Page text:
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Scooter regulations pass first reading

Charlottesville officials have different views on the specifics, but have agreed on a general framework for regulations on electric scooter ride-booking.

The City Council conducted a first reading of a proposed ordinance regulating the services, which include both e-scooters and e-bikes, as well as a program for companies to receive permits for an e-bike or e-scooter operation during its meeting on Monday.

The ordinance would prohibit scooters from riding on sidewalks or the Downtown Mall, specify where they can be parked, set speed limits and prohibit riding with headphones.

The two-wheeled services have befuddled local lawmakers throughout the country in recent years as localities try to deal with the new technology.

The General Assembly, in an effort to work with companies and encourage governments to weigh in, passed a law this year requiring municipalities to create regulations by Jan. 1. If no regulations are made by the deadline, the companies would be allowed operate free from local ordinances.

Councilor Heather Hill said it’s important to get regulations on the books before the state deadline, but that the rules are not set in stone after that point.

“At this point we are setting this ordinance, but we will have the flexibility to revise it,” she said.

Under the new state law, scooters could be introduced or used in Albemarle County under loose state regulations starting in the new year if the county, which currently does not have any local ordinances on the books, does not take specific action to curb them.

The service allows riders pay a fee to check out the scooters through an app on their phone and then leave them for the next person to pick up. In the city, 30,000 users have made more than 200,000 trips for a total of 200,000 miles in the past year.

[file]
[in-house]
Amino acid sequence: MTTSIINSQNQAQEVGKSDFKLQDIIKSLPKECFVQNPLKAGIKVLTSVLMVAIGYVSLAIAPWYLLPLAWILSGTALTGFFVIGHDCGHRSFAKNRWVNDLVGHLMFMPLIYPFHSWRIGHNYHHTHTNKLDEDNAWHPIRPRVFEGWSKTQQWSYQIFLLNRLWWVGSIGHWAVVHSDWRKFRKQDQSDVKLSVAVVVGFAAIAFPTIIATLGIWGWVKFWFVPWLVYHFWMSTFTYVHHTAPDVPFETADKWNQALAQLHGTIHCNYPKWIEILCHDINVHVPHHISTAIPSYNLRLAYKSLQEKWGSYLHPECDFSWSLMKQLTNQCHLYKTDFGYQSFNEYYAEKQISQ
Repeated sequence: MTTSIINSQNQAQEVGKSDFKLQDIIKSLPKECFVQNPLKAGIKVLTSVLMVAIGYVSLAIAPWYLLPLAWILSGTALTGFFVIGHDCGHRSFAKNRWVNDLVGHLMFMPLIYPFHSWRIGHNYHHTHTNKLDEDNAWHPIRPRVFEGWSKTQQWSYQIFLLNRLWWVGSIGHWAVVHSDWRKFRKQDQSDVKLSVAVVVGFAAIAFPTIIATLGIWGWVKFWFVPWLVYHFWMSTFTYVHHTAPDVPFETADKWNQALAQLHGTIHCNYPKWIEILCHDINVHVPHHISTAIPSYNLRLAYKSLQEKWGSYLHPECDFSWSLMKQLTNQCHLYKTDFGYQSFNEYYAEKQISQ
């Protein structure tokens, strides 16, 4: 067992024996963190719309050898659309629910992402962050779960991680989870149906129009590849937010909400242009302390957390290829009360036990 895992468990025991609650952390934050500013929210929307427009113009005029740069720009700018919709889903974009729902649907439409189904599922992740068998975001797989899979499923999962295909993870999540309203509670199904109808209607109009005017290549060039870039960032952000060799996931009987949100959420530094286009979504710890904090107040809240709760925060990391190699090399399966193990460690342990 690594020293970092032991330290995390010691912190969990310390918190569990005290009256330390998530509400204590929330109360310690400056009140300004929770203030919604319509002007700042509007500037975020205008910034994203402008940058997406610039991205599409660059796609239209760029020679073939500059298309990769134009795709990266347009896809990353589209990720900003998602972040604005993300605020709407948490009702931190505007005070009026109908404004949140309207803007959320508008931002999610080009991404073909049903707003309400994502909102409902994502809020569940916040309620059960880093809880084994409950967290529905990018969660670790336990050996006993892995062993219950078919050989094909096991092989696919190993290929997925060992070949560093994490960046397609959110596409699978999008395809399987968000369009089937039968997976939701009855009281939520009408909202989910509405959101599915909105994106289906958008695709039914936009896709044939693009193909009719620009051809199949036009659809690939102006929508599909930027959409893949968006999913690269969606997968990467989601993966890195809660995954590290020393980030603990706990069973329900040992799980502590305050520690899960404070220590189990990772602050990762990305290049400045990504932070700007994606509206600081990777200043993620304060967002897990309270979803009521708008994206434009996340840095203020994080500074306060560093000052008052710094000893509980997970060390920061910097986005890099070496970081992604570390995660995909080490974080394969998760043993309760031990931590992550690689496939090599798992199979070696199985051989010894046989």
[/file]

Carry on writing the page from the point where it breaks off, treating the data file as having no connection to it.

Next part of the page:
California-based Lime and Bird brought 100 scooters each to the city at the start of 2019, plus 40 electric Lime bikes.

Bird pulled out of the area in June, about the same time that the council voted to extend the pilot program through the end of the year. Lime has removed its bikes, but the scooters remain.

The city has received inquiries from Spin, Gotcha, Jump and VeoRide, according to the staff report, and approved 150 scooters and e-bikes for VeoRide earlier this month.

City Council approved a pilot program in November 2018 to establish rules for e-bike and scooter services and determine if the city would continue to allow them.

Under the new state law, however, city staff decided to look for the most effective way to regulate the services, rather than decide whether to allow or ban them.

Councilors went back-and-forth over whether the scooters should be banned from sidewalks in all cases.

“It seems too absolute to prohibit them on sidewalks,” said Councilor Mike Signer. “The bike lanes here are not very safe anyway. It seems to me like a scooter could be exposed in more ways than a bike.”

Mayor Nikuyah Walker was open to scooters on sidewalks and their use on the Downtown Mall.

Signer made a motion for the ordinance to allow scooters on the sidewalks in areas without a bike lane, but it was not seconded.

The ordinance would set a $50 fine for parking and riding violations.

Walker wanted to revisit the fine for violating the regulations. She posited that companies could be more responsible for not conveying the rules and fines could add up for low-income residents using the service.

Amanda Poncy, the city’s bicycle and pedestrian coordinator, said the fee amount is governed by state law.

“I think enforcement is critical,” said Councilor Kathy Galvin. “I think there has to be a penalty for breaking these rules.”

If the regulations pass a second reading in December, money from the permitting program would be used to hire a full-time staff member, who would monitor compliance and work with the University of Virginia and Albemarle County.

The permit fees are expected to bring in about $72,000 by year’s end.

Despite the program’s rules curbing travel on the sidewalk or Downtown Mall, scooter traffic in those places remains an issue.

A spring study found that about 30% of users ride on the sidewalk and some scooters travel on the Downtown Mall.

Jason Ness, the city’s business development manager, said the scooters have generated about 220 complaints from about 90 people. Walker said “that didn’t seem like a lot.”

“Most of them have just been people not liking scooters,” Ness said. “I think the vast majority [of complaints] are people who just don’t like seeing them.”


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